Last week, I had an offer accepted on a house on the council estate in North London where I bought my last house. I sold the latter when Mr Grumpy had his strokes in 2007. He had only just finished doing it up for me. He had spent months putting in a downstairs loo, adding a conservatory, decking the steeply sloping garden in tiers and improving the kitchen and bathroom. I sold it in order to be with him while he recovered.
Another house came up on the estate, which is now about 70% privately owned. It was in a better spot, quietly tucked around a corner and the houses on either side were owned by elderly people, so I reckoned it would be nice and peaceful for my writing. BUT... it was unmodernised. It needed rewiring, re-carpeting, a new kitchen and bathroom and goodness knows what else, but I reckoned I could just about manage it if I did it up bit by it, without Mr G of course, as he is no longer able to do that sort of thing as his right hand doesn't work too well.
I put in the offer and then, lo and behold, my old house came onto the market, beautifully modernised of course, at only £10,000 more and, if someone could move quickly, it would only be £5000 more. Suddenly, my purchase of the other house didn't make sense, so I pulled out, intending to buy my old house back.
Then my god-daughter rang from Vancouver. She had lived in the house for two months while she and her husband waited to move into the house they were having done-up and she reminded me about all the things I would hate if I moved in. The nosy neighbour who popped out the moment she spotted you in the garden and wouldn't take the hint and shut up and go away; the noisy kids who played out on the communal green opposite the house - a no-no for writing as both bedrooms had windows on the front so there was no escape; the old, redundant TV aerial that creaked and banged against the chimney and kept you awake every time it was windy (I had rung loads of people to try and get someone to remove it, to no avail). And then the were the rabbits, who came in from the school fields at the back and ate every single thing you'd planted.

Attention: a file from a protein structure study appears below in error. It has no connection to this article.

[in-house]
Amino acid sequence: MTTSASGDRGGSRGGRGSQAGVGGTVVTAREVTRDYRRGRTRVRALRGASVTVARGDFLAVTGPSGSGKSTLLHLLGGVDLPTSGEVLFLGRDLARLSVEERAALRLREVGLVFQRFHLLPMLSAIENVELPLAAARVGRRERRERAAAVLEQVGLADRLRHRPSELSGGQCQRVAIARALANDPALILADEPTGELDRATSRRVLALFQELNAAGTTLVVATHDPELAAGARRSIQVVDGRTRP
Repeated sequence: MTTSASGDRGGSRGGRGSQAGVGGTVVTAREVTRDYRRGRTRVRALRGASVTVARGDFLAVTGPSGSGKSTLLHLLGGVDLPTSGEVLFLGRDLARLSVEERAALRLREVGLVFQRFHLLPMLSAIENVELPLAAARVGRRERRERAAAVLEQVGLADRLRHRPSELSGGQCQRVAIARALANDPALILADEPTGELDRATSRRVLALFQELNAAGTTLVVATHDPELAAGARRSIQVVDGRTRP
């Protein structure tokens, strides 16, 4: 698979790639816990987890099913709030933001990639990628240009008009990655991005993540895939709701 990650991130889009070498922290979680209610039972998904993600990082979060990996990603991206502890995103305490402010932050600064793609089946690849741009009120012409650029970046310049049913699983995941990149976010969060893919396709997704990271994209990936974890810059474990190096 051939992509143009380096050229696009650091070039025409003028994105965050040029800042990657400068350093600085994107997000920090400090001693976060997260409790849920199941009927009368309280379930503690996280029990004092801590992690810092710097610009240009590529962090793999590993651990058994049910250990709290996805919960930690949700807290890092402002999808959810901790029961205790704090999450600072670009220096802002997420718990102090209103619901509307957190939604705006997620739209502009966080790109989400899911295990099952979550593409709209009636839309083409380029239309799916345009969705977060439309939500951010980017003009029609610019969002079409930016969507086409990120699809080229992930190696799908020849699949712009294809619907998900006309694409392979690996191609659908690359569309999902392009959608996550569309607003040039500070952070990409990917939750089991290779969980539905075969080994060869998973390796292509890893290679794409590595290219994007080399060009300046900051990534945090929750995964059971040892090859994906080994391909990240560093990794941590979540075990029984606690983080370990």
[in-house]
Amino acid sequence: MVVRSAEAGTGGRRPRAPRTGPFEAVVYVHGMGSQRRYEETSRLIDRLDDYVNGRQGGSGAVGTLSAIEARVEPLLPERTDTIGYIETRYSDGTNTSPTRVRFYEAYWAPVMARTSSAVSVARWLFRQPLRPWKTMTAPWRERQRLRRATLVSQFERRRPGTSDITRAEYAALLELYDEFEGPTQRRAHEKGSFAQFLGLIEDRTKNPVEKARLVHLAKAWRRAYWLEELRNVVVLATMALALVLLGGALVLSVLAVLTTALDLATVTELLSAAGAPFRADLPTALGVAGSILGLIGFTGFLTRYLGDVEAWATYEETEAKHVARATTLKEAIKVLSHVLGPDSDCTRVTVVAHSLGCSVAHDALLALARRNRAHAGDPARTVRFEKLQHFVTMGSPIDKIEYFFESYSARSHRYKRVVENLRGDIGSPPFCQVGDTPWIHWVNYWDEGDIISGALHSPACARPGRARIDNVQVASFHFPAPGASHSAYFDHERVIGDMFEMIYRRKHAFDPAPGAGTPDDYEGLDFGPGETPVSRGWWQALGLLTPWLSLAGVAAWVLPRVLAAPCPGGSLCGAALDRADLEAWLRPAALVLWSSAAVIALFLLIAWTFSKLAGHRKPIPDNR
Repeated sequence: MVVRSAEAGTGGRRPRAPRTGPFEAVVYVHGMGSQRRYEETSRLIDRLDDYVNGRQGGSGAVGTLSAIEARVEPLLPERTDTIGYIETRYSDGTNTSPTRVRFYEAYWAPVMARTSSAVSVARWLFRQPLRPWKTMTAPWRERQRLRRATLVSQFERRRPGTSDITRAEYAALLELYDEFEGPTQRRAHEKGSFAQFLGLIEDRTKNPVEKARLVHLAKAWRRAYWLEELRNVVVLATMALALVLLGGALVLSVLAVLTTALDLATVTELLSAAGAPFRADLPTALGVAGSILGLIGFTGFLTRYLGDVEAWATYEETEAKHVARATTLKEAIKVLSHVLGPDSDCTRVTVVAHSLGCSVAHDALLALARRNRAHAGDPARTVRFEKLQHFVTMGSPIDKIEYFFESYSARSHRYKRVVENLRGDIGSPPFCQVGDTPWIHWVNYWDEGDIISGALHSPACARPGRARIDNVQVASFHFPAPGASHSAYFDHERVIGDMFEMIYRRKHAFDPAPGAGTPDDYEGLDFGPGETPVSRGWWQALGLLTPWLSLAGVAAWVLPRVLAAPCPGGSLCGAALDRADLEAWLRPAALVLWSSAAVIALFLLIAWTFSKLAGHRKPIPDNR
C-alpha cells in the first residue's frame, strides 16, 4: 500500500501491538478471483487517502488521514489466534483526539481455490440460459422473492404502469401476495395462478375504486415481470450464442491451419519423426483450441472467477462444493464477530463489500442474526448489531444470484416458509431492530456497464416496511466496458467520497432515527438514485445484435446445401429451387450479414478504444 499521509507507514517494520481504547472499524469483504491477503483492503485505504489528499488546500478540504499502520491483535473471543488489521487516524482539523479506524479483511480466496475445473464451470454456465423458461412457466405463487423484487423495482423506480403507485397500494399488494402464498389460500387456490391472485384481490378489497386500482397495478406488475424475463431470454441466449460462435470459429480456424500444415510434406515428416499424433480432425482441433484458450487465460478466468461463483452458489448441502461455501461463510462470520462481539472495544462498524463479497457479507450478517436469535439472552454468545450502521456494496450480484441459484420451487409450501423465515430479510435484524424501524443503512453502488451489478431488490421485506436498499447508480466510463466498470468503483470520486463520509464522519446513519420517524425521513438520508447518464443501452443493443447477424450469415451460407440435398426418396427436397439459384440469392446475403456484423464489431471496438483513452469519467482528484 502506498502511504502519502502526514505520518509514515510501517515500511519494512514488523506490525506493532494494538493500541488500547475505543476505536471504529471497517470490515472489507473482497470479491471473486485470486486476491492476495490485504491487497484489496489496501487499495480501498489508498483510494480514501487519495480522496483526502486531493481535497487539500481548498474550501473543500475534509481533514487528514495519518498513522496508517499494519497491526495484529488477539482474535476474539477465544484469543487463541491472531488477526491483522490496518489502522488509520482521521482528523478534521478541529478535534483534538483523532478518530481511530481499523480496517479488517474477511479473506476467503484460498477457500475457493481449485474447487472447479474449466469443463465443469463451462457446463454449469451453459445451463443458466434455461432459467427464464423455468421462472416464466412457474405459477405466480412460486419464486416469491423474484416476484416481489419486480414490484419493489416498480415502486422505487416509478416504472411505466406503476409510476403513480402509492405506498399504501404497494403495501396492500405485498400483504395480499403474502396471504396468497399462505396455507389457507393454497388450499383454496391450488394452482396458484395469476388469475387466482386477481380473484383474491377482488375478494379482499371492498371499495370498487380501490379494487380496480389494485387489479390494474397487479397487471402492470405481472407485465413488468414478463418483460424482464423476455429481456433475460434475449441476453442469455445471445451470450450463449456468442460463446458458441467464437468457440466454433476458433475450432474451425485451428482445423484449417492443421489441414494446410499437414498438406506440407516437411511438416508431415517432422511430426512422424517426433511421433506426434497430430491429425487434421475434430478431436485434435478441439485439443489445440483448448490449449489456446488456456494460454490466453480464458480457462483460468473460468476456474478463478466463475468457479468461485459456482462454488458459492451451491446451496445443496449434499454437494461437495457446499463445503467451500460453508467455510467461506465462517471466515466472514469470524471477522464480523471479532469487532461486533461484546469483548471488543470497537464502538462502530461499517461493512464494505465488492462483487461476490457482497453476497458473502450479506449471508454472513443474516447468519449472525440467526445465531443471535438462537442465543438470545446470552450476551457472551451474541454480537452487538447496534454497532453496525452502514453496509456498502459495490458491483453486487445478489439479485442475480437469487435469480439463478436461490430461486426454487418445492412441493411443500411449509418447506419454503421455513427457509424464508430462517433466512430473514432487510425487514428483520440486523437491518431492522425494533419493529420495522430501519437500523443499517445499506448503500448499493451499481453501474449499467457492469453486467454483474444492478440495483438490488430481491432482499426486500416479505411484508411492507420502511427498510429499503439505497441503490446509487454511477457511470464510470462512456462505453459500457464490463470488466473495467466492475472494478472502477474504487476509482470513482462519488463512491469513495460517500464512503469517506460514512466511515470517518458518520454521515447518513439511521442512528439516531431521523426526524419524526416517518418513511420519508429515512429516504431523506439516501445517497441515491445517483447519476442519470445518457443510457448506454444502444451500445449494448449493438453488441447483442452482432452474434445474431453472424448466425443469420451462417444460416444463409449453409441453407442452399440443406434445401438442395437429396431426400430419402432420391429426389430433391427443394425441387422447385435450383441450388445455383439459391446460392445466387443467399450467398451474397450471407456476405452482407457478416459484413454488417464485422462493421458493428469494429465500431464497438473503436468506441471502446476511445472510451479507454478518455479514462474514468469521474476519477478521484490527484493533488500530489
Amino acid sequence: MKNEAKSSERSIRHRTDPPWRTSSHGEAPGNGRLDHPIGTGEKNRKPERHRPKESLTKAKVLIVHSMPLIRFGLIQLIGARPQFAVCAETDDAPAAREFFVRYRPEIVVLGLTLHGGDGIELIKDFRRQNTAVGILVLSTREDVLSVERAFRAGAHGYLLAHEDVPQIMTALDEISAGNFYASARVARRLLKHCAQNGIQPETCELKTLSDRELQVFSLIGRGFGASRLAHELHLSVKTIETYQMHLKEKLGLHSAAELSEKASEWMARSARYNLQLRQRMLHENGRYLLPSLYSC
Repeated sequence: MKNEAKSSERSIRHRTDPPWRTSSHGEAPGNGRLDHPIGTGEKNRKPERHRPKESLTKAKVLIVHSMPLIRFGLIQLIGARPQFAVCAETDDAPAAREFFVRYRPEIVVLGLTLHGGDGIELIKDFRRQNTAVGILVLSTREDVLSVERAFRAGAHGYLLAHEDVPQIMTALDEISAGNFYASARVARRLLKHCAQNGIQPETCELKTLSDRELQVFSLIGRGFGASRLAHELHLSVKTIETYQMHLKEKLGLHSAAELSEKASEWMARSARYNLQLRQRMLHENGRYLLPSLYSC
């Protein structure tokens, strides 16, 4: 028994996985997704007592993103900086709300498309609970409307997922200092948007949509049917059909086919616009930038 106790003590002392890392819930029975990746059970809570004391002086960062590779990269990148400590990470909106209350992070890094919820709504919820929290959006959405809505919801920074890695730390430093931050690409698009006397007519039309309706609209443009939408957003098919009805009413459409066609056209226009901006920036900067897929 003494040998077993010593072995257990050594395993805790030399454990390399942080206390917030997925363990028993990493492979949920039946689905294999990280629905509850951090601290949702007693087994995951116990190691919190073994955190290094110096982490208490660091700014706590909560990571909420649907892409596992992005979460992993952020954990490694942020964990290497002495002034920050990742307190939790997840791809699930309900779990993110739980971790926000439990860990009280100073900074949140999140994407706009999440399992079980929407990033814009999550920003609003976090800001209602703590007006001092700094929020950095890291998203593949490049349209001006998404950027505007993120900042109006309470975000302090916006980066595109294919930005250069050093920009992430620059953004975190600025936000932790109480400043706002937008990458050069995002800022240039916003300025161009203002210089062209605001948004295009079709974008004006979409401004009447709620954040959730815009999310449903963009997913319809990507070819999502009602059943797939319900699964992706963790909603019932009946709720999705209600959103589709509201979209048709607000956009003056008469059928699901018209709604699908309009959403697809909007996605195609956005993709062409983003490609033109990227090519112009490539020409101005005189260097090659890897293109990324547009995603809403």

So I am not buying back my old house, BUT... I have another plan. The house next door to Mr G, which is empty because our lovely 98-year-old neighbour has gone into a home, is being sold. It needs tons of work, far beyond my financial capabilities, but our other lovely neighbour desperately wants to buy it and turn it into his dream home as it sits on a third of an acre plot and has a HUGE garden, half of which has degenerated into a spinney full of foxes' dens and lots of bird life. So I have put in an offer. I will write there all summer and at the end of the year, when our other neighbour gets his accident compensation through, I shall sell it on to him for a small profit, by which time I will, I hope, have sorted out my tons of boxes that are costing me £238 per month in a storage unit, and will have downsized enough to move back to North London at last.
Friends disagree with this sideways move. However, another has come up with a cunning plan involving getting planning permission for two houses and selling to a developer. That would upset our neighbour. I need to do some thinking. More anon...
1 week ago